When someone refers to a woman’s rock, it usually means she’s showing off a pretty major diamond. But if it was the early 1970s—and designer David Webb’s jewelry—she was probably wearing just that: a rock. Rock crystal, that is. Take this 1971 photo of model Lauren Hutton in rock crystal and coral cuffs with matching ear clips all by Webb.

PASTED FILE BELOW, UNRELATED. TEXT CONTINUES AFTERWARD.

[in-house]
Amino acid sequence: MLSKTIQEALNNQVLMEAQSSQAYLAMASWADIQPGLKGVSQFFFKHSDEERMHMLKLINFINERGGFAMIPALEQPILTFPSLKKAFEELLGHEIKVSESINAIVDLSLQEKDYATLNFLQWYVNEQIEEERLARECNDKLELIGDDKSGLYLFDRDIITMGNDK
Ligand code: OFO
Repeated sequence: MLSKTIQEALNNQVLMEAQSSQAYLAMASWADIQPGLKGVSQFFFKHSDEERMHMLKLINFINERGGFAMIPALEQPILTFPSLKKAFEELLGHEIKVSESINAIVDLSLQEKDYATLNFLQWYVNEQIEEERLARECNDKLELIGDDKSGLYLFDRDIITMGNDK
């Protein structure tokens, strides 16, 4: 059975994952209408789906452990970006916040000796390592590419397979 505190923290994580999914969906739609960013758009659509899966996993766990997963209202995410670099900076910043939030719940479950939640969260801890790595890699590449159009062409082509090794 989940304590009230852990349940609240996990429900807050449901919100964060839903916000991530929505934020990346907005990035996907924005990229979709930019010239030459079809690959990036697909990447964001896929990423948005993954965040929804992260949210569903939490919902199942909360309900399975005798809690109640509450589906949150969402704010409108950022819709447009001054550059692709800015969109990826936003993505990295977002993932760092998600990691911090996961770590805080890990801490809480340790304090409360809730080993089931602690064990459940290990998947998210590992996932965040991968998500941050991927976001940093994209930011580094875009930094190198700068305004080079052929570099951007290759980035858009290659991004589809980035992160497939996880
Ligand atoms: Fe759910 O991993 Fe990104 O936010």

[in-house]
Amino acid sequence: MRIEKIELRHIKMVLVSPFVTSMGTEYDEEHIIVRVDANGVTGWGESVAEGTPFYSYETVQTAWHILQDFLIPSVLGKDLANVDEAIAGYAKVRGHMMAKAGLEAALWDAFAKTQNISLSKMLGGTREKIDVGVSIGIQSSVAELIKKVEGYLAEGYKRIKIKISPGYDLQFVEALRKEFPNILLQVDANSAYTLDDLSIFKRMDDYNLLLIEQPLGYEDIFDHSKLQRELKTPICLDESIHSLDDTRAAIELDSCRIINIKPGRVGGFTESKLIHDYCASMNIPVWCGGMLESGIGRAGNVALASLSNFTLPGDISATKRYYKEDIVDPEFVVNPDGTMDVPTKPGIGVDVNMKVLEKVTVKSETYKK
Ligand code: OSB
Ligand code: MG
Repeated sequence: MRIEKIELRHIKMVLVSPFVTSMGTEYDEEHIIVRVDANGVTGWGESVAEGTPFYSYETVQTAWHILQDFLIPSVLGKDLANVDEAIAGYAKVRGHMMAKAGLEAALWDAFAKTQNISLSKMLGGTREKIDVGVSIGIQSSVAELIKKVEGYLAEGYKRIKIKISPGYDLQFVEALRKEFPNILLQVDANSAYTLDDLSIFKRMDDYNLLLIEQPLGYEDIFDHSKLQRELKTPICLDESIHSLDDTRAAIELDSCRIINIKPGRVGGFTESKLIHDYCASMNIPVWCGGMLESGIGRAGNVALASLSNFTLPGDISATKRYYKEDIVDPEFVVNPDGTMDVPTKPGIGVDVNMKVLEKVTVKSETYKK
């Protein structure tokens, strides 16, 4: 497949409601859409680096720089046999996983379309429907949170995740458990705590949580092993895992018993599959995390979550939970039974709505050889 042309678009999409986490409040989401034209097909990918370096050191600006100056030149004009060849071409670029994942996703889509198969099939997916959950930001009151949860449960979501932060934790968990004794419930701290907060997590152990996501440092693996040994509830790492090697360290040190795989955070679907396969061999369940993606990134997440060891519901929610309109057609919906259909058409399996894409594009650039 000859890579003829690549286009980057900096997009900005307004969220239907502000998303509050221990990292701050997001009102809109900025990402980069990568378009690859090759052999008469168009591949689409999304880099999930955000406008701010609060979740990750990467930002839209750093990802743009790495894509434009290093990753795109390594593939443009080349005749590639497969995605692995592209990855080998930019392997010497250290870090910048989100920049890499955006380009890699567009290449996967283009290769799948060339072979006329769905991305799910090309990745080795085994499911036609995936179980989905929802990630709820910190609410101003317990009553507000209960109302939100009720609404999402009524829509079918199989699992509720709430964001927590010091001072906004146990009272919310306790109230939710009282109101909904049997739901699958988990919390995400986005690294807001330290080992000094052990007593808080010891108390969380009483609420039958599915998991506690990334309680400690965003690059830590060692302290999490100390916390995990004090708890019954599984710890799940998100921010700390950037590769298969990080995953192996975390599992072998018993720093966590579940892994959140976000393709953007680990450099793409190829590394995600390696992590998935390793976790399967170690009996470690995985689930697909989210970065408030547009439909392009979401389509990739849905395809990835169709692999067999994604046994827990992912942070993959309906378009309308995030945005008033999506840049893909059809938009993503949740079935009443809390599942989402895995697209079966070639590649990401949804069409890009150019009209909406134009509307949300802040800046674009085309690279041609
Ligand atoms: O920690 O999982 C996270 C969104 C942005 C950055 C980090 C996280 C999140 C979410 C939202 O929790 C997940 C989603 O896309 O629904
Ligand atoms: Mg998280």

The New York City–based jeweler had started incorporating rock crystal into many of his pieces around 1970. “The country had gone into a financial tailspin, so people were dialing it down, so to speak,” says Ruth Peltason, author of David Webb: The Quintessential American Jeweler (due out this month). “Rock crystal is luminous, pretty, feminine. It suddenly became so chic and he did gangbuster business in it.” Webb would carve the rock into different shapes—even beads, which acted like prisms when in direct light. The New York Times called him jewelry’s “rock star.” That’s not to say he relied entirely on the crystal: Those vertical struts across each bracelet are actually strings of diamonds.